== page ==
Winter 2016

Nabana no Sato

Family, Food, and Fun: The Holidays with a Different Twist in Japan and the U.S.

There are many holidays that the U.S. and Japan have in common, for example: Christmas, New Year’s, and Valentine’s Day. All three of these holidays have become deeply entrenched in the culture of each country, and while technically the same, the way people celebrate these holidays in each country can be quite different.


Christmas Cake

A Japanese Christmas Cake.

Christmas is very popular in Japan even though Christians represent less than one percent of the population. Decorations such as Christmas trees, ornaments, and lights are put up throughout the country and families go shopping before Christmas much like in the United States. Unlike in the U.S., in Japan the main event is Christmas Eve instead of Christmas Day.

Many Japanese celebrate Christmas by going on dates or holding informal Christmas parties. Chicken is the go to meat for most people, including some popular fried chicken offerings. Another item most Americans would probably be unfamiliar with is Christmas cake, which is usually a round sponge cake topped with Christmas decorations, as opposed to the fruit cakes that are often given as gifts in the U.S.

New Year’s

New Year’s, or oshogatsu in Japanese, takes the place of Christmas as the more family orientated holiday in Japan. New Year’s in Japan is actually a collection of events spanning the four days from December 31 to January 3. Traditionally, families prepare osechiryori, a collection of celebratory dishes that represent longevity, good luck, and health by December 31. Nowadays, osechiryori can be bought from stores as well. These dishes are then eaten over the following days.


A kind of New Year’s Decoration.

On New Year’s Eve a special kind of soba, or buckwheat noodles, are eaten. These noodles are called toshikoshi soba, which literally translates as year-crossing soba, although there is some regional variation in the kind of food eaten, such as udon in Shikoku. Throughout the day families can relax and enjoy themselves doing things like playing games and watching NHK’s Kohaku Uta Gassen, or “Year End Song Festival,” on television. At Midnight temple bells across Japan are rung 108 times. This event is called joyanokane and is broadcast live on television much like the Times Square Ball Drop in New York. If you live near a small temple or in the countryside you may even be able to line up to ring the bell yourself.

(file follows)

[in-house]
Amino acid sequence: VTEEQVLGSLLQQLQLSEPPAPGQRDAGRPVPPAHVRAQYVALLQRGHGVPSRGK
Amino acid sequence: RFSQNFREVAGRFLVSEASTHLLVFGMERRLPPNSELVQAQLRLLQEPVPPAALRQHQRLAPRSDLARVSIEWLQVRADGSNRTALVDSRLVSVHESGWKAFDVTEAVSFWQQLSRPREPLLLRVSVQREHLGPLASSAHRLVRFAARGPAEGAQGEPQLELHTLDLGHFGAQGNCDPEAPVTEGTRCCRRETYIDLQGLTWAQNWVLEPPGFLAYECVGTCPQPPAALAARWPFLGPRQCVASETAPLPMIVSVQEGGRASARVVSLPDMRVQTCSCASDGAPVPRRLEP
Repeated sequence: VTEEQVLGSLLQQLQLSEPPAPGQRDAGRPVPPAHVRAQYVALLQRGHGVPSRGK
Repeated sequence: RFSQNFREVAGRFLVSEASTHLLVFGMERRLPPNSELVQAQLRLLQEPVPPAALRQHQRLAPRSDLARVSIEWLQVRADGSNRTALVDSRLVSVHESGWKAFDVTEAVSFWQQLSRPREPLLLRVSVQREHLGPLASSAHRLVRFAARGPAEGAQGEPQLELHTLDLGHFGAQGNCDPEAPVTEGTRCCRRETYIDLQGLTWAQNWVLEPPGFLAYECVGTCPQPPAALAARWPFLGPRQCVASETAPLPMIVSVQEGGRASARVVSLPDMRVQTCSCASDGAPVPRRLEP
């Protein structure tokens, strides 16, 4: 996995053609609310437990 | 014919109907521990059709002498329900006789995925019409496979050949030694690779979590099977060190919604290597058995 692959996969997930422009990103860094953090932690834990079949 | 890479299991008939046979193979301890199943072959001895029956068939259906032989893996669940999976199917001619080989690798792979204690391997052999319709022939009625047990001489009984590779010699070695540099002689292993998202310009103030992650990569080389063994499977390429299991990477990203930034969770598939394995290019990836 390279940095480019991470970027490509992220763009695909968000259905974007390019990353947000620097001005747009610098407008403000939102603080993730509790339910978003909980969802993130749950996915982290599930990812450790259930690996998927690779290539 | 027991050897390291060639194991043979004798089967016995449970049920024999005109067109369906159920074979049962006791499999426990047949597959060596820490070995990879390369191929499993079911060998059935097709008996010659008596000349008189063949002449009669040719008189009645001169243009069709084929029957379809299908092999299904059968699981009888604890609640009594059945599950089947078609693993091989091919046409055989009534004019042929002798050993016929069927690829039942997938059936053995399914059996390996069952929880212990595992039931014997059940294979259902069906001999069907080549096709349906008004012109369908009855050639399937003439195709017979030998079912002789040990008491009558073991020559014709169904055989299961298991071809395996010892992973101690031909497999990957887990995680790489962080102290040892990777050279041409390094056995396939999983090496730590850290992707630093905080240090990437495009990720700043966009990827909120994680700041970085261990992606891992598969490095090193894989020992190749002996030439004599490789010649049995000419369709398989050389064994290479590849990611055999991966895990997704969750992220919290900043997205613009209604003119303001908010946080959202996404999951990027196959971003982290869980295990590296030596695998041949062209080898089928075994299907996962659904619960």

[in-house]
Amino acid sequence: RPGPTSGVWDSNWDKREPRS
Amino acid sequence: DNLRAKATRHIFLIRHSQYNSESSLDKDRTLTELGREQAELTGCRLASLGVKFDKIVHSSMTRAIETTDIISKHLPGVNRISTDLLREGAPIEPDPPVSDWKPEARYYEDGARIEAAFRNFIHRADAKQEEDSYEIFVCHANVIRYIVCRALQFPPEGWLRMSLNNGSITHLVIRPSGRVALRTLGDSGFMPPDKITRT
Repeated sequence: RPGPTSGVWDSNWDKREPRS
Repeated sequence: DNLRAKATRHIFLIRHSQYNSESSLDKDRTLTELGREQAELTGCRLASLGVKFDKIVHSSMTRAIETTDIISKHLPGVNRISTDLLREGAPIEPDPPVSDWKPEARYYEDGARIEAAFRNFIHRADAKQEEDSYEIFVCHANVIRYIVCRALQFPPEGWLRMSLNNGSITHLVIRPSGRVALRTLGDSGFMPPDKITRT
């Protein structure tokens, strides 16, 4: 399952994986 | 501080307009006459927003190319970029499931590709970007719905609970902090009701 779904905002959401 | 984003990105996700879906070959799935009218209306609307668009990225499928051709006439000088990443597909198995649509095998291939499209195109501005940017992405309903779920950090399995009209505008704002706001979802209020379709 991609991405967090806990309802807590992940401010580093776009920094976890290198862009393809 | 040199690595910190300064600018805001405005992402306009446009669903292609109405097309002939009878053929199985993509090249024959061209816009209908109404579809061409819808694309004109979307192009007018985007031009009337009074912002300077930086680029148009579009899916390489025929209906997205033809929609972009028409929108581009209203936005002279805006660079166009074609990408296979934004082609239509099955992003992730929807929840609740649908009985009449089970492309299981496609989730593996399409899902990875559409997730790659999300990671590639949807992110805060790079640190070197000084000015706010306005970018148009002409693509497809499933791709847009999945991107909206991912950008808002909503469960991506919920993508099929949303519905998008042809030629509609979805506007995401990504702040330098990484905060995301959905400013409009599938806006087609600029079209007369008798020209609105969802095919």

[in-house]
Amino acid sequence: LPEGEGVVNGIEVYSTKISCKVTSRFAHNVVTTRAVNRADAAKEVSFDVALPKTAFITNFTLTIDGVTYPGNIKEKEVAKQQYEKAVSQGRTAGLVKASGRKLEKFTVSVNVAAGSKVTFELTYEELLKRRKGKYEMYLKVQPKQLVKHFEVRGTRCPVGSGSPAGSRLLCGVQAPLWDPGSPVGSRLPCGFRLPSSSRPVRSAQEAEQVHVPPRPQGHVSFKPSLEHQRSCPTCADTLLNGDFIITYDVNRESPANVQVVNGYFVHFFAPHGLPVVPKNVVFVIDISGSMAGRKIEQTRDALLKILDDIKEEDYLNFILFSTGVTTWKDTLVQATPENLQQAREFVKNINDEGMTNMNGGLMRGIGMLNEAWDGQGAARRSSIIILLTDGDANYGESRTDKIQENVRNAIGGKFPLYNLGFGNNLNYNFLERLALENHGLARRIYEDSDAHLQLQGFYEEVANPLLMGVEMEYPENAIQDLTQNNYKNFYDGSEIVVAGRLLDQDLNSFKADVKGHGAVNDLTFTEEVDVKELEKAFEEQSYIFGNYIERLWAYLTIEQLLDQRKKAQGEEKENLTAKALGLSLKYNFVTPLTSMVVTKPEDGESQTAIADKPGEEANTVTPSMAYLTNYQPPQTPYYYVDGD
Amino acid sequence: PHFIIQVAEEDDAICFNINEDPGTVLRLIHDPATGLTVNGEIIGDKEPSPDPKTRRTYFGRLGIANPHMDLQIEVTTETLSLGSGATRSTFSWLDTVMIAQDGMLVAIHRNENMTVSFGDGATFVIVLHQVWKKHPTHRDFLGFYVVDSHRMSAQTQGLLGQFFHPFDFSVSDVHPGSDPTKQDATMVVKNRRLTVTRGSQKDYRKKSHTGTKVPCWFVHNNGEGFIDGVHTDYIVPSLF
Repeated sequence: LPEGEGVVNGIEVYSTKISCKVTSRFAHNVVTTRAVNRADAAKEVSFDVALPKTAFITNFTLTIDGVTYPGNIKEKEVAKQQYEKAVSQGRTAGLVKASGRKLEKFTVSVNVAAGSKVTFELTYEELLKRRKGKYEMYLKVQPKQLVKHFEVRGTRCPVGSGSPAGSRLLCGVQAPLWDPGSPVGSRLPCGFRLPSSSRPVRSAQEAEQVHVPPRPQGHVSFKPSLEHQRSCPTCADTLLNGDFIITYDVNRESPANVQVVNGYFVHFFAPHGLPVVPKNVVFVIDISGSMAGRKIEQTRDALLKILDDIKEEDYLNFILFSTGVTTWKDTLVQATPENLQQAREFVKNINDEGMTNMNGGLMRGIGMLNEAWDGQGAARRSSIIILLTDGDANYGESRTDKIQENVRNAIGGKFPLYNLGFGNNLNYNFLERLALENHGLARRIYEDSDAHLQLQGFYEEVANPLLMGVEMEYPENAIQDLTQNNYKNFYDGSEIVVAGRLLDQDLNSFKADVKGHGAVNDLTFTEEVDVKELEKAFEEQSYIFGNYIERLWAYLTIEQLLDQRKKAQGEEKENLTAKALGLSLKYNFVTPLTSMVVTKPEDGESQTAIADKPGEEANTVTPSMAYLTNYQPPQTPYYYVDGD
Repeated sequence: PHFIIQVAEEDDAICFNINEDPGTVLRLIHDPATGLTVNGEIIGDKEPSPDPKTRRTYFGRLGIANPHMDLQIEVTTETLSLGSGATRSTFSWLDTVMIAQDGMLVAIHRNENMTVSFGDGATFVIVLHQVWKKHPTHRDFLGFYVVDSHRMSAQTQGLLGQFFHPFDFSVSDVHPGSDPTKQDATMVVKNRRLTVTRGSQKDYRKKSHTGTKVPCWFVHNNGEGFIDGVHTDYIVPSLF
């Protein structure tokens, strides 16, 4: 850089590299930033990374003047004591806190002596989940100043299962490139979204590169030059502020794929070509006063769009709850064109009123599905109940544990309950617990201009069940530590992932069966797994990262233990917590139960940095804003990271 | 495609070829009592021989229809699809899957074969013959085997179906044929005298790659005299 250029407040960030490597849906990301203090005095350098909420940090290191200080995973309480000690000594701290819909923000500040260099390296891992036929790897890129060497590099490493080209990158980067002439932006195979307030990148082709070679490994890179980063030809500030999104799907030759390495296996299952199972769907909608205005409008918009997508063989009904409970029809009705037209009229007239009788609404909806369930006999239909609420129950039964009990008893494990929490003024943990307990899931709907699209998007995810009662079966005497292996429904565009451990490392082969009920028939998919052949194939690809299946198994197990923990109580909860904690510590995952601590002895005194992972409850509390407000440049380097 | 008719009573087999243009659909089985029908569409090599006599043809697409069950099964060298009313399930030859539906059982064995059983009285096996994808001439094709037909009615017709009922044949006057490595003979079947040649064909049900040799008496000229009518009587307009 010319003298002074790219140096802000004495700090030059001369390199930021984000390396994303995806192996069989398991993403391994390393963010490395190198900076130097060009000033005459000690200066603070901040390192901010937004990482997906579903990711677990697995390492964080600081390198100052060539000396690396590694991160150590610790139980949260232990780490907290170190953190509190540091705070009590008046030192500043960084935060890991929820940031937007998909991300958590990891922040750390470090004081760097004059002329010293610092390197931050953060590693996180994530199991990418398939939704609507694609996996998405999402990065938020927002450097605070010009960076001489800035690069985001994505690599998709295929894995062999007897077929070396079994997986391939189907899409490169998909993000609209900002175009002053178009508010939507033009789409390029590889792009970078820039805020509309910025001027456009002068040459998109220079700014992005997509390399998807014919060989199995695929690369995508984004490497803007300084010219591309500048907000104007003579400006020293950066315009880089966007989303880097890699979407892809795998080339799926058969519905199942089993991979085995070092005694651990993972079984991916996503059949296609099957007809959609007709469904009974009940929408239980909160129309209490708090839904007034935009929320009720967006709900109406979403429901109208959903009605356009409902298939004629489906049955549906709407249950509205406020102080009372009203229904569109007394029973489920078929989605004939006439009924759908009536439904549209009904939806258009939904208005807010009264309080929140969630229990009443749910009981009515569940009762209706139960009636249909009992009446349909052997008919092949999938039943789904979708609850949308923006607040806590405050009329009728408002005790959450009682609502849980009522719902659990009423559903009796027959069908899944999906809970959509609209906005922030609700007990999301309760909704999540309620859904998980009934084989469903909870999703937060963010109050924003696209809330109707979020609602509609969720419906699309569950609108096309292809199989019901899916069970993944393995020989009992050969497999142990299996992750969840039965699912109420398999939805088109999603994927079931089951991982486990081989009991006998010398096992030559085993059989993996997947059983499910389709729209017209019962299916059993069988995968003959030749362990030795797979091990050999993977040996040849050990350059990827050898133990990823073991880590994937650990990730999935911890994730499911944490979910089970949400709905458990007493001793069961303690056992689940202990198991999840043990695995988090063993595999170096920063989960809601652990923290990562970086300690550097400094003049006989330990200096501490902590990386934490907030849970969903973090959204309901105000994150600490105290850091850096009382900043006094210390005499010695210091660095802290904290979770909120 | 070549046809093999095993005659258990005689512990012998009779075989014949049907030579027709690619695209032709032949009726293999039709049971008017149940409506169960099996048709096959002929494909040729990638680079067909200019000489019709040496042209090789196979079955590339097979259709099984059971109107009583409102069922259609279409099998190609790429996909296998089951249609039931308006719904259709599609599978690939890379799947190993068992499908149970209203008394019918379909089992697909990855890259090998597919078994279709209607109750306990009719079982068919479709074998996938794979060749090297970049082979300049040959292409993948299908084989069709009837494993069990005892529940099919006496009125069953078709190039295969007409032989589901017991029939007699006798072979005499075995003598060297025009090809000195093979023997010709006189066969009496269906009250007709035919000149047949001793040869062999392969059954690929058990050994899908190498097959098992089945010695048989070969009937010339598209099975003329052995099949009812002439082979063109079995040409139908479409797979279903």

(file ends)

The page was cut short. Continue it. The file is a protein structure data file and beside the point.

Sending out nengajo, or New Year’s greeting cards, is also very popular in Japan, much like the popularity of Christmas cards in the United States. On New Year’s Day families begin opening these cards while enjoying the meals, osechiryori, they prepared the day before. New Year’s Day is also when families begin visiting shrines for hatsumode to pray for good luck and safety over the course of the year. Some of the most popular shrines receive millions of visitors through the end of January.

Valentine’s Day

Unlike in the U.S. where Valentine’s Day is a day for lovers and both men and women exchange gifts of various kinds, Valentine’s Day in Japan is when women given men chocolate. This may seem one-sided, but men have their chance to reciprocate one month later on March 14, which is known as White Day.

A Box of Chocolates

Valentine's Day Chocolate.

Creative Commons Image

Aside from the normal varieties of dark, milk, and white chocolate there are also different kinds of Valentine’s chocolate differentiated by who you are giving them to. One kind is giri choco, or obligation chocolate, which is given to coworkers and acquaintances. Another is honmei choco, which literally means “true feelings chocolate” and is given to the person you have romantic feelings for. Other kinds of chocolate include tomo choco, or chocolate for friends, and gohobi choco, which is chocolate that you give yourself.

Banner Photo: Nabana no Sato in Mie Prefecture.

Photo courtesy of Yasufumi Nishi/JNTO.

Japan Info is a publication of the Consulate General of Japan in New York. However, the opinions and materials contained herein do not necessarily represent the views or policies of the Government of Japan.

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